Self-playing pipe organ

By Lucy Hattersley. Posted

This handcrafted wooden instrument can play any MIDI tune

Experienced woodworker Wendell Kapustiak needed all his carpentry skills to create this impressive self-playing pipe organ.

“The most fundamental [problem] was that I had no idea how a pipe organ actually worked,” admits Wendell, who eventually based its mechanical workings on a project by Matthias Wandel.

The most difficult part was making the 42 wooden pipes, which span three-and-half octaves, since each one has unique dimensions to produce the correct pitch. For this, Wendell used information provided by Raphi Giangiulio’s YouTube videos.

Self playing pipe organ: powering the pipes

 Solenoids are used to open and close the pipe valves to play and stop notes. O-rings prevent them from sticking in the on position, while also stopping the plungers making a clacking noise.

The pipes are linked via PVC plumbing to a wind chest powered by a Kooltronic KBR125 blower, as used in data centres. “I had originally tried a small shop vac as a blower,” Wendell tells us. “It had two problems. The first was that it was very noisy; the second was that it ran hot. When I enclosed it in a box to control the noise, it got so hot that my first one burned out.”

To make it play, each wooden pipe has a valve opened and closed by a solenoid, triggered from an Arduino Due via a power-boosting driver board. The ‘brains’ of the operation is a Raspberry Pi, which performs three main functions. As well as a graphical user interface for selecting music to play, it converts the MIDI binary files into delay/note-on/note-off commands, plus musical directions: “The Raspberry Pi takes into consideration tempo changes and any other subtleties in note timing, and converts them into a number of microseconds,” explains Wendell. “In this way, the Pi has done all the heavy lifting as far as calculations go.” Another Python program is then used to send this data to the Arduino via USB.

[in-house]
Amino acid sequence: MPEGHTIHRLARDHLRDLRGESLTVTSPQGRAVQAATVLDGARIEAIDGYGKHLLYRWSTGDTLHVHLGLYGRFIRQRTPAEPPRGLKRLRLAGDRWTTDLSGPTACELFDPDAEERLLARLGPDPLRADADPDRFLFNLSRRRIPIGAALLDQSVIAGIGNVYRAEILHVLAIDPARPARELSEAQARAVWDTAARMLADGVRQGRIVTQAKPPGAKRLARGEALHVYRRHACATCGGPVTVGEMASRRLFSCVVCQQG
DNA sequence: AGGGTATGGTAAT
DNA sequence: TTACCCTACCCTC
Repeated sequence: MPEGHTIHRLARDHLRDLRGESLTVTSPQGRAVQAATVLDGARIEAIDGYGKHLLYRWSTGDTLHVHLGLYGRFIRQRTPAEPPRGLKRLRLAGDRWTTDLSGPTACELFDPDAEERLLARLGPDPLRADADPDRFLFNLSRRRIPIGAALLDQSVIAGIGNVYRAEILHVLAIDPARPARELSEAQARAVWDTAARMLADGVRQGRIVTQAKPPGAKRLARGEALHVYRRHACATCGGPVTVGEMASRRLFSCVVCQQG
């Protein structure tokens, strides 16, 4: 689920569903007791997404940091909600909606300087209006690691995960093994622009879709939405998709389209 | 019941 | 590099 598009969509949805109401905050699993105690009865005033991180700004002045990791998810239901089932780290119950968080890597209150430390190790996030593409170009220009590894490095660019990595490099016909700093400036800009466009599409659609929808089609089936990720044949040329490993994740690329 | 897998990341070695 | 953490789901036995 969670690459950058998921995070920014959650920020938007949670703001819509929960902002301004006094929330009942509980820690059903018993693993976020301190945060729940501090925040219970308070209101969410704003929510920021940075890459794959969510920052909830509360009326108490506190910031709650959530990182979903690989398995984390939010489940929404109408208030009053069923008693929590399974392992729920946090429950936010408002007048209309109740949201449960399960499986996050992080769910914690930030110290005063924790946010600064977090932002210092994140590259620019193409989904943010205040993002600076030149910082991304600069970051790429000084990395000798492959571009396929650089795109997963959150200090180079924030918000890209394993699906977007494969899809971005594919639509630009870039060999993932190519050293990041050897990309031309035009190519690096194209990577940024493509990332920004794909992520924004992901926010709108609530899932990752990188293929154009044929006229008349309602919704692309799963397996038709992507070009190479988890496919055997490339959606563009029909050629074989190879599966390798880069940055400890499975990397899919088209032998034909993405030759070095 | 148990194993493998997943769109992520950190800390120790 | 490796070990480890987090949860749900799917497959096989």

A home-built driver board with transistors is used to boost the power from the Arduino output to trigger the solenoids

While the high-tech side of the project proved fairly hassle-free, the physical engineering was more problematic. One difficulty was the wind pressure regulator, which originally had a bellows-type mechanism. “I was trying out a few different designs, trying to develop one that was mechanically simple and dependable while producing a very stable pressure.” Fortunately, Wendell’s friend Jim, a retired HVAC engineer, stopped by and suggested a new approach, using a weight-controlled door as used in ventilation systems. “I whipped up a sample in about 20 minutes and it worked a treat.”

Another issue involved the spacing of the pipes, which Wendell discovered could interact with each other if placed too closely together. “I suddenly understood why organs were designed with the pipes in a few rows but spread out, not bunched together.” He also reversed the overall layout to put the solenoids at the front, so listeners can see them operating the valves. He has since added some LEDs: “It makes it much easier to follow what’s going on than just watching the solenoids.”

The finished pipe organ generated a lot of interest from attendees at the Orlando Maker Faire. “I think most people were able to walk away with some level of insight as to how the combination of the old technology of the pipe organ and the new technology of the computer and microcontroller fit together.”